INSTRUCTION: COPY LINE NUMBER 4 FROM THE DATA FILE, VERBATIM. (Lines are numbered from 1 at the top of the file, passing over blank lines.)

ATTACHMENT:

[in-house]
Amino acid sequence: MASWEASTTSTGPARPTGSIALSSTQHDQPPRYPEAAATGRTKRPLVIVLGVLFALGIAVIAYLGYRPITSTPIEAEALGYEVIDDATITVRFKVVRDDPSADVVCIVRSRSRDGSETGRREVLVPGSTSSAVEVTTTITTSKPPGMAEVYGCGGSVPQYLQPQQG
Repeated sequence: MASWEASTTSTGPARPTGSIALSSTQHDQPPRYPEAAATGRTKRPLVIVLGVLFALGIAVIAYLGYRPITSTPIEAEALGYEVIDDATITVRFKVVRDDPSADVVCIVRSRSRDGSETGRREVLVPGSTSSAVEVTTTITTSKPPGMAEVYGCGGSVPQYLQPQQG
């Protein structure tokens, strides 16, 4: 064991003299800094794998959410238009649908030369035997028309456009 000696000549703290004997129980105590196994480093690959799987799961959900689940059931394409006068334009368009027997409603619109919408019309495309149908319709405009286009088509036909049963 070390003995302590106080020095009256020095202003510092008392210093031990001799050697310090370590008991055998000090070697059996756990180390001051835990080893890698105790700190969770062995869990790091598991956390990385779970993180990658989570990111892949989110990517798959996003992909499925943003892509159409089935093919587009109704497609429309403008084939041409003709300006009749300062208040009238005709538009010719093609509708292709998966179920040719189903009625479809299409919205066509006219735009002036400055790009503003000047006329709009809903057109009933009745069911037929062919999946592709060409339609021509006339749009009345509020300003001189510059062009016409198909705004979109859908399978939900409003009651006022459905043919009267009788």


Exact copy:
């Protein structure tokens, strides 16, 4: 064991003299800094794998959410238009649908030369035997028309456009 000696000549703290004997129980105590196994480093690959799987799961959900689940059931394409006068334009368009027997409603619109919408019309495309149908319709405009286009088509036909049963 070390003995302590106080020095009256020095202003510092008392210093031990001799050697310090370590008991055998000090070697059996756990180390001051835990080893890698105790700190969770062995869990790091598991956390990385779970993180990658989570990111892949989110990517798959996003992909499925943003892509159409089935093919587009109704497609429309403008084939041409003709300006009749300062208040009238005709538009010719093609509708292709998966179920040719189903009625479809299409919205066509006219735009002036400055790009503003000047006329709009809903057109009933009745069911037929062919999946592709060409339609021509006339749009009345509020300003001189510059062009016409198909705004979109859908399978939900409003009651006022459905043919009267009788």